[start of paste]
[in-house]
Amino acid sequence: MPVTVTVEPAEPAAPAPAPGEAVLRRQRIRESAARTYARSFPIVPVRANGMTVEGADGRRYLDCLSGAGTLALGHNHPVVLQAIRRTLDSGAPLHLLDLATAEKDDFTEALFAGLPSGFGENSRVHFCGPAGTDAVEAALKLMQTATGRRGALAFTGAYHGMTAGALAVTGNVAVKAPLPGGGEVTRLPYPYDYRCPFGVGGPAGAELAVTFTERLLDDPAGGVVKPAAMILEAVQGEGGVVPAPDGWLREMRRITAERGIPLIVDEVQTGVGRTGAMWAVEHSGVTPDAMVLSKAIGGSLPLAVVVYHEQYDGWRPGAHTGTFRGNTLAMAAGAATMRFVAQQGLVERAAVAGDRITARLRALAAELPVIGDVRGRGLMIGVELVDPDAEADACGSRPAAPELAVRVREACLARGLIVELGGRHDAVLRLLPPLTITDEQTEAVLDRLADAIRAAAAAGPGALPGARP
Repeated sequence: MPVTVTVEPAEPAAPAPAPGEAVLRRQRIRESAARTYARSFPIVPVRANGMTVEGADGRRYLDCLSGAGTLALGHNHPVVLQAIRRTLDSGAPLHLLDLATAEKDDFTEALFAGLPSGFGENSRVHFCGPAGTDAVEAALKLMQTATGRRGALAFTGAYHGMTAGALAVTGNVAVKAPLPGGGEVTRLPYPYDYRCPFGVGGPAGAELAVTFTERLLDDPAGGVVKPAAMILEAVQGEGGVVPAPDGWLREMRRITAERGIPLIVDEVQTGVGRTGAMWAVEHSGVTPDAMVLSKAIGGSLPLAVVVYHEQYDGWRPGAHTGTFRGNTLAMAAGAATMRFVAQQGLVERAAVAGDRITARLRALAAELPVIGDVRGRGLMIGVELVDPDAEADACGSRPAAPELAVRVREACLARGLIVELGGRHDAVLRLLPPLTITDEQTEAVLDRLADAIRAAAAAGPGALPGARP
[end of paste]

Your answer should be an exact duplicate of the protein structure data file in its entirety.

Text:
[in-house]
Amino acid sequence: MPVTVTVEPAEPAAPAPAPGEAVLRRQRIRESAARTYARSFPIVPVRANGMTVEGADGRRYLDCLSGAGTLALGHNHPVVLQAIRRTLDSGAPLHLLDLATAEKDDFTEALFAGLPSGFGENSRVHFCGPAGTDAVEAALKLMQTATGRRGALAFTGAYHGMTAGALAVTGNVAVKAPLPGGGEVTRLPYPYDYRCPFGVGGPAGAELAVTFTERLLDDPAGGVVKPAAMILEAVQGEGGVVPAPDGWLREMRRITAERGIPLIVDEVQTGVGRTGAMWAVEHSGVTPDAMVLSKAIGGSLPLAVVVYHEQYDGWRPGAHTGTFRGNTLAMAAGAATMRFVAQQGLVERAAVAGDRITARLRALAAELPVIGDVRGRGLMIGVELVDPDAEADACGSRPAAPELAVRVREACLARGLIVELGGRHDAVLRLLPPLTITDEQTEAVLDRLADAIRAAAAAGPGALPGARP
Repeated sequence: MPVTVTVEPAEPAAPAPAPGEAVLRRQRIRESAARTYARSFPIVPVRANGMTVEGADGRRYLDCLSGAGTLALGHNHPVVLQAIRRTLDSGAPLHLLDLATAEKDDFTEALFAGLPSGFGENSRVHFCGPAGTDAVEAALKLMQTATGRRGALAFTGAYHGMTAGALAVTGNVAVKAPLPGGGEVTRLPYPYDYRCPFGVGGPAGAELAVTFTERLLDDPAGGVVKPAAMILEAVQGEGGVVPAPDGWLREMRRITAERGIPLIVDEVQTGVGRTGAMWAVEHSGVTPDAMVLSKAIGGSLPLAVVVYHEQYDGWRPGAHTGTFRGNTLAMAAGAATMRFVAQQGLVERAAVAGDRITARLRALAAELPVIGDVRGRGLMIGVELVDPDAEADACGSRPAAPELAVRVREACLARGLIVELGGRHDAVLRLLPPLTITDEQTEAVLDRLADAIRAAAAAGPGALPGARP